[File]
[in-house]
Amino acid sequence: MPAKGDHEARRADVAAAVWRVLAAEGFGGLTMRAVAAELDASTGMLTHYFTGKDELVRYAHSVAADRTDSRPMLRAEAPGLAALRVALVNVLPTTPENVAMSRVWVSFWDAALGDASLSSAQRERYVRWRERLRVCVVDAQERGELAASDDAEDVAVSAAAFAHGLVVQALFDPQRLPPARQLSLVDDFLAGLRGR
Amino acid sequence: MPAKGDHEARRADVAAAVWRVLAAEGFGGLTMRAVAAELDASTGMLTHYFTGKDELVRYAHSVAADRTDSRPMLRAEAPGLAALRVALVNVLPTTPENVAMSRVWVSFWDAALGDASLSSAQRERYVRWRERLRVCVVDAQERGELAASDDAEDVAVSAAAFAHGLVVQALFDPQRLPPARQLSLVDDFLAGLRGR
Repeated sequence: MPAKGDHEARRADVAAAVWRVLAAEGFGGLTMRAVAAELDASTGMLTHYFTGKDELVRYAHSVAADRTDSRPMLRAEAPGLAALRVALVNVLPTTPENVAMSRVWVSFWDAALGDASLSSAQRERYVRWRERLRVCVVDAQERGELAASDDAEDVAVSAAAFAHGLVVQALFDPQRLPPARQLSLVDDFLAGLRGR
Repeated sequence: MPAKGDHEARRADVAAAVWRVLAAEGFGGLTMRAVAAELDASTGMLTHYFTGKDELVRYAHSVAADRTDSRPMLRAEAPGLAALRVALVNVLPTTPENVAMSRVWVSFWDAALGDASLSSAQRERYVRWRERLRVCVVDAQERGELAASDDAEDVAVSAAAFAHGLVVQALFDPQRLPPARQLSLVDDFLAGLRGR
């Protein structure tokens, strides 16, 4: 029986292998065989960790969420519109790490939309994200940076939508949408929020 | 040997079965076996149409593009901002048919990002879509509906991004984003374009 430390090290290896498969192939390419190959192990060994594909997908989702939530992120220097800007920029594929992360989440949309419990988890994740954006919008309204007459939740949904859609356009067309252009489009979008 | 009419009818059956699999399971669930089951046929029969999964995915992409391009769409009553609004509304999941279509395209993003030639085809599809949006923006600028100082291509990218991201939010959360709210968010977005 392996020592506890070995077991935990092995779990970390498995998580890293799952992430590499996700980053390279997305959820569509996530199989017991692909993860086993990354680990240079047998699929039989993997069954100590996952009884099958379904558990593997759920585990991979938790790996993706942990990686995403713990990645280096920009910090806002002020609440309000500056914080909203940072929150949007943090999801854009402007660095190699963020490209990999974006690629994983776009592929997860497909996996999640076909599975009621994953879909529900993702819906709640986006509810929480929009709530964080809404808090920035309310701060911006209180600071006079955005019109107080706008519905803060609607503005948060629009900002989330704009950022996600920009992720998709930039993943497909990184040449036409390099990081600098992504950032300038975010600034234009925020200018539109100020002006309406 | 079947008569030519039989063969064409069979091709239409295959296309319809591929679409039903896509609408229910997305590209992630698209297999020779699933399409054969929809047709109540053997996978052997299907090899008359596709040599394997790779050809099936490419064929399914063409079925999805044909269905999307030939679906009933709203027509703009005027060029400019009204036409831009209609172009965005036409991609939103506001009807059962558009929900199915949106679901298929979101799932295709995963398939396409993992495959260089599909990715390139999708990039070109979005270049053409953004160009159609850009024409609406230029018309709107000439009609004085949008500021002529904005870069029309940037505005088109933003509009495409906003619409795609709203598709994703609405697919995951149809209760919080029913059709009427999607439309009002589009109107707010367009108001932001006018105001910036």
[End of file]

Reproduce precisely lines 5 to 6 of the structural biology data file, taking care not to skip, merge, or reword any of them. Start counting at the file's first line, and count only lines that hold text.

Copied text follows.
Repeated sequence: MPAKGDHEARRADVAAAVWRVLAAEGFGGLTMRAVAAELDASTGMLTHYFTGKDELVRYAHSVAADRTDSRPMLRAEAPGLAALRVALVNVLPTTPENVAMSRVWVSFWDAALGDASLSSAQRERYVRWRERLRVCVVDAQERGELAASDDAEDVAVSAAAFAHGLVVQALFDPQRLPPARQLSLVDDFLAGLRGR
């Protein structure tokens, strides 16, 4: 029986292998065989960790969420519109790490939309994200940076939508949408929020 | 040997079965076996149409593009901002048919990002879509509906991004984003374009 430390090290290896498969192939390419190959192990060994594909997908989702939530992120220097800007920029594929992360989440949309419990988890994740954006919008309204007459939740949904859609356009067309252009489009979008 | 009419009818059956699999399971669930089951046929029969999964995915992409391009769409009553609004509304999941279509395209993003030639085809599809949006923006600028100082291509990218991201939010959360709210968010977005 392996020592506890070995077991935990092995779990970390498995998580890293799952992430590499996700980053390279997305959820569509996530199989017991692909993860086993990354680990240079047998699929039989993997069954100590996952009884099958379904558990593997759920585990991979938790790996993706942990990686995403713990990645280096920009910090806002002020609440309000500056914080909203940072929150949007943090999801854009402007660095190699963020490209990999974006690629994983776009592929997860497909996996999640076909599975009621994953879909529900993702819906709640986006509810929480929009709530964080809404808090920035309310701060911006209180600071006079955005019109107080706008519905803060609607503005948060629009900002989330704009950022996600920009992720998709930039993943497909990184040449036409390099990081600098992504950032300038975010600034234009925020200018539109100020002006309406 | 079947008569030519039989063969064409069979091709239409295959296309319809591929679409039903896509609408229910997305590209992630698209297999020779699933399409054969929809047709109540053997996978052997299907090899008359596709040599394997790779050809099936490419064929399914063409079925999805044909269905999307030939679906009933709203027509703009005027060029400019009204036409831009209609172009965005036409991609939103506001009807059962558009929900199915949106679901298929979101799932295709995963398939396409993992495959260089599909990715390139999708990039070109979005270049053409953004160009159609850009024409609406230029018309709107000439009609004085949008500021002529904005870069029309940037505005088109933003509009495409906003619409795609709203598709994703609405697919995951149809209760919080029913059709009427999607439309009002589009109107707010367009108001932001006018105001910036």